Law enforcement discusses ways to combat national crisis on Fentanyl Awareness Day

No community is a stranger to the devastating impacts of the opioid crisis and now, more than ever, fentanyl.

The Georgia Department of Public Health reports a 232% increase in fentanyl-involved deaths from 2019 to 2021.

On “Fentanyl Awareness Day”, Channel 2 Action News takes you to the southern border where we’ve been following fentanyl smuggling from the start.

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In 2019, Channel 2′s investigative reporter Mark Winne rode on horseback at the Mexico border and with the DEA in a surveillance plane.

To see how the fentanyl pipeline goes from the southern border and into metro Atlanta.

The DEA explained in the beginning most of the black market fentanyl came to the U.S. straight from China.

Then cartels started making it in labs there, just as they made massive amounts of meth with chemicals shipped from China for years.


From the air, agents showed Channel 2 Action News one route a smuggler might take.

Fast forward to now, Channel 2’s Blair Miller recently visited the border to see the challenges law enforcement still faces and how it’s changed.

They told him more fentanyl is coming in through Arizona than any other state in the country.

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A backup of cars as far as the eye can see with people coming into America. Each one faces questions and scrutiny.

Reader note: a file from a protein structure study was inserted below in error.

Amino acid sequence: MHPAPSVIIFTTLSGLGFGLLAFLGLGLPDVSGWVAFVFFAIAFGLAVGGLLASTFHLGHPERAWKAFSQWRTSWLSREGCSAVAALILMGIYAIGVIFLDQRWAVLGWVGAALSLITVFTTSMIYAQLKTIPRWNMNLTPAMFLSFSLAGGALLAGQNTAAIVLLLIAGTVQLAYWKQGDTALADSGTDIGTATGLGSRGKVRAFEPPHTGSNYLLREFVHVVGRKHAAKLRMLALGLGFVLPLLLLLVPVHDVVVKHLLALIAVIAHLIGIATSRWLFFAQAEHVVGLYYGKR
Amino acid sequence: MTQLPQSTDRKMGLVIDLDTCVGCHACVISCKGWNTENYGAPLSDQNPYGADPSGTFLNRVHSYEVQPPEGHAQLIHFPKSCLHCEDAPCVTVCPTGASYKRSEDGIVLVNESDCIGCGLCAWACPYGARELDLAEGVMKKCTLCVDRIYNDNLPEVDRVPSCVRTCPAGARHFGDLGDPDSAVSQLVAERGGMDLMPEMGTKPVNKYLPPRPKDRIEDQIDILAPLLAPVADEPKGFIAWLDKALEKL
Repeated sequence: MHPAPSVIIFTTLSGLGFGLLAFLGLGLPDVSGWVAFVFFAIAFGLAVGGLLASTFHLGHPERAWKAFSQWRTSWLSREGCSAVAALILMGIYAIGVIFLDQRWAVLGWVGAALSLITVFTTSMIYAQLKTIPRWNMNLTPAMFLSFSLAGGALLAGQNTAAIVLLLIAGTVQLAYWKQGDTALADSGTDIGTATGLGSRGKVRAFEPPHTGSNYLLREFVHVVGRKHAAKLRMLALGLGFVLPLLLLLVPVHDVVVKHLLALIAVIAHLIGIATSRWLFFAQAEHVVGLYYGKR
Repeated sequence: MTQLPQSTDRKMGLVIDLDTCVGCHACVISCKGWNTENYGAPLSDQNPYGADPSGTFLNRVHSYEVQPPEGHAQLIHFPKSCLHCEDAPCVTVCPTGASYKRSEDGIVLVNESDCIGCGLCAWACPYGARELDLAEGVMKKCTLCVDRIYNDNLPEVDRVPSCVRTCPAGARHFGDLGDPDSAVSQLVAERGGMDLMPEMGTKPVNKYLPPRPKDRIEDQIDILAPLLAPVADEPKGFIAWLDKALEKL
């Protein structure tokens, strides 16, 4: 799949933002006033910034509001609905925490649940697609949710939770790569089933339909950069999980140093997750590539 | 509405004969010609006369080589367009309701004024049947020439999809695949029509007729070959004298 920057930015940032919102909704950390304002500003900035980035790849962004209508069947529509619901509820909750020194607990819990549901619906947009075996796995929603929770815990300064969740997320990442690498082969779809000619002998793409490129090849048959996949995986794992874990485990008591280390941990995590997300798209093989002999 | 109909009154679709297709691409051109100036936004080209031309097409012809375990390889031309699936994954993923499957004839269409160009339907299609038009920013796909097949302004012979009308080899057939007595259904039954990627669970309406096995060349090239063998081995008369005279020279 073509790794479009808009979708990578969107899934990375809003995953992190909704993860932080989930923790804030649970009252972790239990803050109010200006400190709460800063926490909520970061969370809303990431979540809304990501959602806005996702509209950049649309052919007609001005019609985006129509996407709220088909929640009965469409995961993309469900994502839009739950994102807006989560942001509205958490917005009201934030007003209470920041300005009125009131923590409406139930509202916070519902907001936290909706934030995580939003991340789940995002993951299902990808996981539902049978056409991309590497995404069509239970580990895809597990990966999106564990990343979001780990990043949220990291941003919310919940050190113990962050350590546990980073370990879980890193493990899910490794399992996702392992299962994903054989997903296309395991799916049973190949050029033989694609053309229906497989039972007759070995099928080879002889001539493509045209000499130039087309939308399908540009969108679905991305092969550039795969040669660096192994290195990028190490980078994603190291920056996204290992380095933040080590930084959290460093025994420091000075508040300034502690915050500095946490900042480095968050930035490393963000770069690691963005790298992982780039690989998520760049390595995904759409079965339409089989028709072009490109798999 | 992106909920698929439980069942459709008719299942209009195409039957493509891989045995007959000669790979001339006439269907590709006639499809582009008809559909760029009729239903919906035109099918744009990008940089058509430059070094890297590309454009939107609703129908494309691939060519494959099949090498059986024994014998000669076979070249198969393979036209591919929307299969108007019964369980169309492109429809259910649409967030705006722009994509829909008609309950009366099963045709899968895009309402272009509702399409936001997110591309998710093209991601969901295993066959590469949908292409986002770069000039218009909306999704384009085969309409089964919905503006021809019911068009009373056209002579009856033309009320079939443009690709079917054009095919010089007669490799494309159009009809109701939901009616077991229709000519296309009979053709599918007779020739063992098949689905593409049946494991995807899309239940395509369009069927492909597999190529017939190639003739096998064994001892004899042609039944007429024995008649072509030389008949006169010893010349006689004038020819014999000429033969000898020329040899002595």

The officers, dogs, random x-rays of entire cars, all of it’s being used to try and curb the fentanyl crisis in America. They showed us the tactics being used.

In January, officers found, 19,000 fentanyl pills taped to the legs of a person trying to get it into the U.S.

They say it’s also not uncommon to find pills hidden inside car parts. Such as the 200,000 fentanyl pills and two pounds of fentanyl powder concealed inside the back seat of a vehicle.

While the focus is largely on what comes into this country, officers say the cartels are usually eager for what comes back.

While agents are busy catching drugs at the border, the United States Postal Service is now a major force in stopping drug trafficking. They intercept illegal drugs, typically purchased on the dark web.